The definition is too broad because it may reach a variety of systems that are emerging or now in use that do not animate the bill. Online social networks, for example, are experimenting with “facial mapping” to identify people in photographs, making friends easy to tag and simplifying the social experience of uploading photos. This may be concerning in terms of privacy, but such concerns are a distant relation to the concerns this bill is meant to address.
Notice and Consent
The “notice and consent” model adopted by the bill (18.14.010(a)) has been a staple of privacy regulation for years, but that model has not succeeded in protecting privacy. Because they are legally mandated and not demanded in the marketplace, privacy notices tend toward verbose legalese. Job one of regulated entities is to avoid a legally insufficient notice, and the notice required by this bill will almost certainly be unreadable by ordinary people. Consumers will then doggedly insist on not reading such notices, which stand in the way of their getting what they want. Instead, they will agree to whatever terms are presented to them, which is nothing like the “full consent” that the bill envisions (18.14.010(a)(2)).
If only we could make consumers privacy‐aware and ‑protective, what a world it would be. But consumers have a variety of interests, among which privacy is only one — and they often ignore it. Under the notice‐and‐choice regime in the bill, consumers would collude with biometrics collectors to move forward in any given transaction, sharing whatever is necessary and doing the absolute minimum to satisfy legal requirements placed in their way.
It won’t be legislation and regulation. Only experience and time will bring consumers to the awareness of biometrics and their privacy consequences that causes them to assert their interests.
Revocation and Amendment of Permission, Disposal of Data
Giving consumers a right to revoke or amend consent to use of previously shared biometric information (18.14.010(b)) may sound simple, but the technical systems that house, back up, and use biometric data make such a right extremely complex to administer.3
For sound security and continuity purposes, data systems make multiple backups that come to rest in various places and forms. Secondary systems that do fraud detection, statistical analysis, marketing, and so on will multiply the number of copies further. Auditing systems may cause further rounds of copies to be made. The problems are similar with any right to require disposal of data. (18.14.050)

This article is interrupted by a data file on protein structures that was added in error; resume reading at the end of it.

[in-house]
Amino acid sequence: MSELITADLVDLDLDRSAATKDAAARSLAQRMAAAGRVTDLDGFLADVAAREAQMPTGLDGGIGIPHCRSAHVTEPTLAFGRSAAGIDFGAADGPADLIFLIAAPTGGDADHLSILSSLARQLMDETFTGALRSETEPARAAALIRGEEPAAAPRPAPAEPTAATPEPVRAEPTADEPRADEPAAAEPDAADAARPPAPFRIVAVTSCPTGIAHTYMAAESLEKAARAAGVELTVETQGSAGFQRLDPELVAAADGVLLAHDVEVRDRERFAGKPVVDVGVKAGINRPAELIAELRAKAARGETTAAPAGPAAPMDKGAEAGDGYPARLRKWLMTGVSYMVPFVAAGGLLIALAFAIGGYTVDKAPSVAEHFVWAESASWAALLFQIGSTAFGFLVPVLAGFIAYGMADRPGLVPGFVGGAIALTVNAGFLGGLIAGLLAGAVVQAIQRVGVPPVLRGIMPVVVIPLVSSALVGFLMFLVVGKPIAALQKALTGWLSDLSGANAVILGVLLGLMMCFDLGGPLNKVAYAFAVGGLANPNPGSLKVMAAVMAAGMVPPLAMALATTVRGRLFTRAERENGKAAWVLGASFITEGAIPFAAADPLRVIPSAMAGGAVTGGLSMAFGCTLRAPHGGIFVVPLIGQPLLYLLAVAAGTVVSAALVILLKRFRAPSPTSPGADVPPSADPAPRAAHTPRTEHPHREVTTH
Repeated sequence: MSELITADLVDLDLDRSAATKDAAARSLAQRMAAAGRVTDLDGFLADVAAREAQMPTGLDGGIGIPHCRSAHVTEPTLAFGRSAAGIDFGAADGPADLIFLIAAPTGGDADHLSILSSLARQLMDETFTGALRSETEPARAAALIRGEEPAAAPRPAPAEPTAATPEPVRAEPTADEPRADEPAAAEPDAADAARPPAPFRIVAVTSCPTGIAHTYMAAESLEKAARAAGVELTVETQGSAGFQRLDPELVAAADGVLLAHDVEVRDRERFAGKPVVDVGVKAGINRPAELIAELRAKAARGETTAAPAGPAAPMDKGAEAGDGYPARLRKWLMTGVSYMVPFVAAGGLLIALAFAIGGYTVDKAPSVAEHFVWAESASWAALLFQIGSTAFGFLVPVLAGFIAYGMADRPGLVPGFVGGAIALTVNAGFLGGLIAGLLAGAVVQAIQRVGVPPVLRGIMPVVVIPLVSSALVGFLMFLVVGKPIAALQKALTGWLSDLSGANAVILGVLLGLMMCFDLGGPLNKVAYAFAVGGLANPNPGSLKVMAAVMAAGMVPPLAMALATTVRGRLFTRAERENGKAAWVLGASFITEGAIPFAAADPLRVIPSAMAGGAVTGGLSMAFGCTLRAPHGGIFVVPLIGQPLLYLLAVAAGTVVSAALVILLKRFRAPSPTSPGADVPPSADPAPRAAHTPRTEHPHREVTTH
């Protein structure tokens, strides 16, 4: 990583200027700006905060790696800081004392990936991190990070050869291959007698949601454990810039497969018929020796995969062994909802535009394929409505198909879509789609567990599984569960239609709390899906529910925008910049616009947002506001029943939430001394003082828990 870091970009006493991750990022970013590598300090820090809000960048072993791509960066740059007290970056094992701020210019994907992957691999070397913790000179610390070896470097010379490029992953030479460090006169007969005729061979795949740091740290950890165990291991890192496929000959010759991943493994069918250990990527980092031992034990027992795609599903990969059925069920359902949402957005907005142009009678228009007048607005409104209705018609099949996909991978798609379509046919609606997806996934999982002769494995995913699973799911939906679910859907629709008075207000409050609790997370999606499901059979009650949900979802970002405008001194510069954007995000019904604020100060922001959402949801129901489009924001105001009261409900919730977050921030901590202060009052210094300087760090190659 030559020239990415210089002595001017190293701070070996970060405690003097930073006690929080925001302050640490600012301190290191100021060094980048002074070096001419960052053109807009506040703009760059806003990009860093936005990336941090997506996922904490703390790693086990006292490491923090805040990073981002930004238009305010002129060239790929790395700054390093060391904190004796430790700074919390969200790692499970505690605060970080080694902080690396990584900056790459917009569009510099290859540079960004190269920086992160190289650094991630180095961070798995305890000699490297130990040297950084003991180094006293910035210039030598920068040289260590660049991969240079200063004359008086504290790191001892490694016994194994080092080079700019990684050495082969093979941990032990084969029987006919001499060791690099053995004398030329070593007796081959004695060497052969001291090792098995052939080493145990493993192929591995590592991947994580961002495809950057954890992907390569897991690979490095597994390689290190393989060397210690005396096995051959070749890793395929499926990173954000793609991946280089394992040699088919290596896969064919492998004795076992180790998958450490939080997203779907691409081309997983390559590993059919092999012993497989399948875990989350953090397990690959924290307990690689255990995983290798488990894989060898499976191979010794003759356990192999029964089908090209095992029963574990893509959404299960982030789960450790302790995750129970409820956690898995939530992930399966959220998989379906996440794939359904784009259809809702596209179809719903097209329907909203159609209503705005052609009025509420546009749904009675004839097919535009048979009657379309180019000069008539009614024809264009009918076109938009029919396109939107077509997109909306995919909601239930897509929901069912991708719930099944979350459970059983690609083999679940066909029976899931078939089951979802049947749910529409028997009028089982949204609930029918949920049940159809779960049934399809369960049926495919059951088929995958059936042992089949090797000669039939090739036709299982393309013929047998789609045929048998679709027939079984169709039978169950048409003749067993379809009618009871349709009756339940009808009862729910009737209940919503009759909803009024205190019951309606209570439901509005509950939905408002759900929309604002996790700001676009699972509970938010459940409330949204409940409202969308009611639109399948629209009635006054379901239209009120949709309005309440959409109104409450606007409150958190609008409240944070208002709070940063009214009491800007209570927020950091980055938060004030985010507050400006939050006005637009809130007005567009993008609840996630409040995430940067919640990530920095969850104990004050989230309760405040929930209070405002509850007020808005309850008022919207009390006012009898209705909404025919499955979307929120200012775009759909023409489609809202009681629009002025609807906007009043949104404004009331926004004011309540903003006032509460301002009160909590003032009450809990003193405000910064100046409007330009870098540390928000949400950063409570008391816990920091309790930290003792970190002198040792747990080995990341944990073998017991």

Removing data, altering its use, or disposing of it upon individual demand would be something like finding the molecules of gasoline that escaped your gas tank when the gas cap came off. It is certainly possible to devise a gas tank from which molecules will not escape, but that is a more complex gas tank that is more expensive to build and harder to fill. Information systems with the custom controls required by S.B. 98 would be more expensive to build and harder to operate.
Maybe the movie “Minority Report” inclines people against using biometrics for marketing or general surveillance purposes, but society may not always feel this way. Advertising to people using information about them is not harmful. Indeed, it tends to be more informative and less wasteful than non‐targeted advertising.
The restrictions on marketing in the bill (18.14.060) appear to cover quite a bit more than the laser monitoring of our eyeballs we have seen in the movies. The way the bill is constructed, a fully informed consumer — even a biometrics and privacy expert — could not consent to receive marketing that is produced using biometric identification of the consumer.
Consider a future where grocery store payment systems use biometrics to provide security and convenience. The ban on marketing would make it illegal to give consumers a coupon at the check‐out counter because biometrics are in use, or to use consumer purchase information for tailoring product ordering and store layouts.
Imagine that a web site using biometric encryption to identify users wants to provide them free, advertising‐supported services. The advertising could not be tailored to the user because the user had identified him‐or herself to the site using biometrics.
Aware, adult Alaskans should have the freedom to decide on their own how they interact with the variety of sites and services that will emerge in the future. The flat ban
on marketing or surveillance using biometrics may limit consumer benefits significantly if it cannot be overcome even by fully informed consumers giving their full consent.
The private right of action created by the bill needlessly creates a “penalty” of $5,000 (and $100,000 in cases of intentionality) when violations may cause nowhere near that kind of damage to the persons the bill is intended to protect. These huge potential penalties will counsel against the use of biometrics even where they might make consumers better off overall.